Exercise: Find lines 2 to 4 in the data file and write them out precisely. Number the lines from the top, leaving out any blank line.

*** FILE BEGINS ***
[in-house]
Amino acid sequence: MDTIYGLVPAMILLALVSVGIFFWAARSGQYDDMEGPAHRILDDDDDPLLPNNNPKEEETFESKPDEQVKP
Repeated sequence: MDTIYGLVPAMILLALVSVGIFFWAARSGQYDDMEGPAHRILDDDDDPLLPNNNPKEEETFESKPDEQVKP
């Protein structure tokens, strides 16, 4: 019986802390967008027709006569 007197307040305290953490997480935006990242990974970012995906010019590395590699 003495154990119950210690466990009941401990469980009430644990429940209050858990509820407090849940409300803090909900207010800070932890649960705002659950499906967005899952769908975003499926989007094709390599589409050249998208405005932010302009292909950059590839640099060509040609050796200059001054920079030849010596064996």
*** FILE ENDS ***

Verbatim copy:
Amino acid sequence: MDTIYGLVPAMILLALVSVGIFFWAARSGQYDDMEGPAHRILDDDDDPLLPNNNPKEEETFESKPDEQVKP
Repeated sequence: MDTIYGLVPAMILLALVSVGIFFWAARSGQYDDMEGPAHRILDDDDDPLLPNNNPKEEETFESKPDEQVKP
């Protein structure tokens, strides 16, 4: 019986802390967008027709006569 007197307040305290953490997480935006990242990974970012995906010019590395590699 003495154990119950210690466990009941401990469980009430644990429940209050858990509820407090849940409300803090909900207010800070932890649960705002659950499906967005899952769908975003499926989007094709390599589409050249998208405005932010302009292909950059590839640099060509040609050796200059001054920079030849010596064996």